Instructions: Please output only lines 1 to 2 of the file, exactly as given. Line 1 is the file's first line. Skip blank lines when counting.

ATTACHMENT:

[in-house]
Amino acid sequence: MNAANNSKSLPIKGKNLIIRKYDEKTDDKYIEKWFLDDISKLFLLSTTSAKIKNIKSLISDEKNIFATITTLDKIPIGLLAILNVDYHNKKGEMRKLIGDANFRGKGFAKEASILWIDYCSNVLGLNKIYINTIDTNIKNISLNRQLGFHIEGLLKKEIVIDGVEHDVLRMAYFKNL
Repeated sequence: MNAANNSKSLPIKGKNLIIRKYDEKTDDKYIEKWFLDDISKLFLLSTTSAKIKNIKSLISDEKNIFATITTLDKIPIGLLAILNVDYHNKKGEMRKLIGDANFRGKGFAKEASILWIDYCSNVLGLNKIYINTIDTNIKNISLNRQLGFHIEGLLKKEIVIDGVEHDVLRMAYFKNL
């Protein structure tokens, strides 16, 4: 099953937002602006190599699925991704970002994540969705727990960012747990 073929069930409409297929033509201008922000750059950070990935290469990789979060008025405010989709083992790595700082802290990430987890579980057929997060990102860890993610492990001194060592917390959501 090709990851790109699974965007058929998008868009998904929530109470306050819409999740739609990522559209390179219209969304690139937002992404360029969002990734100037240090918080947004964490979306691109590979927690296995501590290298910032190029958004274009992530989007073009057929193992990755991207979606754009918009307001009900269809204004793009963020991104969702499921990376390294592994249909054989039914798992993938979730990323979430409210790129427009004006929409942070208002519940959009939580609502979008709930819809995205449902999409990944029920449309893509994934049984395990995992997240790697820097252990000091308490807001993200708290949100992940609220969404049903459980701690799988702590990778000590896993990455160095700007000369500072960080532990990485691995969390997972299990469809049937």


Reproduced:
[in-house]
Amino acid sequence: MNAANNSKSLPIKGKNLIIRKYDEKTDDKYIEKWFLDDISKLFLLSTTSAKIKNIKSLISDEKNIFATITTLDKIPIGLLAILNVDYHNKKGEMRKLIGDANFRGKGFAKEASILWIDYCSNVLGLNKIYINTIDTNIKNISLNRQLGFHIEGLLKKEIVIDGVEHDVLRMAYFKNL